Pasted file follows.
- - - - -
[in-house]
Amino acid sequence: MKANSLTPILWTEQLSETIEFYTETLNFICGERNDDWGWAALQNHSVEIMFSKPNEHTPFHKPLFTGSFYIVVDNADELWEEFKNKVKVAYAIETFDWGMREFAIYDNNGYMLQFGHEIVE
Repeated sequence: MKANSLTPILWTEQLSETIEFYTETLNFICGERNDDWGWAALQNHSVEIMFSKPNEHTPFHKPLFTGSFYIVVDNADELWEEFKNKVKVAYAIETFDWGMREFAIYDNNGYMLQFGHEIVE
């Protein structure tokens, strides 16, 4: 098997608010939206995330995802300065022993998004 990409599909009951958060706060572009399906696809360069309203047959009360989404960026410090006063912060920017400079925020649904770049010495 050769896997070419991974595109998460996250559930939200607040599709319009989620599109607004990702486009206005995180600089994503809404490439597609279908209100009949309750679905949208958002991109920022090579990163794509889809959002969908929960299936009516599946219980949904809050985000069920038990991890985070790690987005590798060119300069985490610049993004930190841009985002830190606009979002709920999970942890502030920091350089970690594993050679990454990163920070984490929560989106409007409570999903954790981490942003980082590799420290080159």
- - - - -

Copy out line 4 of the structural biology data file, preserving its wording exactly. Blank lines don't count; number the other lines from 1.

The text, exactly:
């Protein structure tokens, strides 16, 4: 098997608010939206995330995802300065022993998004 990409599909009951958060706060572009399906696809360069309203047959009360989404960026410090006063912060920017400079925020649904770049010495 050769896997070419991974595109998460996250559930939200607040599709319009989620599109607004990702486009206005995180600089994503809404490439597609279908209100009949309750679905949208958002991109920022090579990163794509889809959002969908929960299936009516599946219980949904809050985000069920038990991890985070790690987005590798060119300069985490610049993004930190841009985002830190606009979002709920999970942890502030920091350089970690594993050679990454990163920070984490929560989106409007409570999903954790981490942003980082590799420290080159």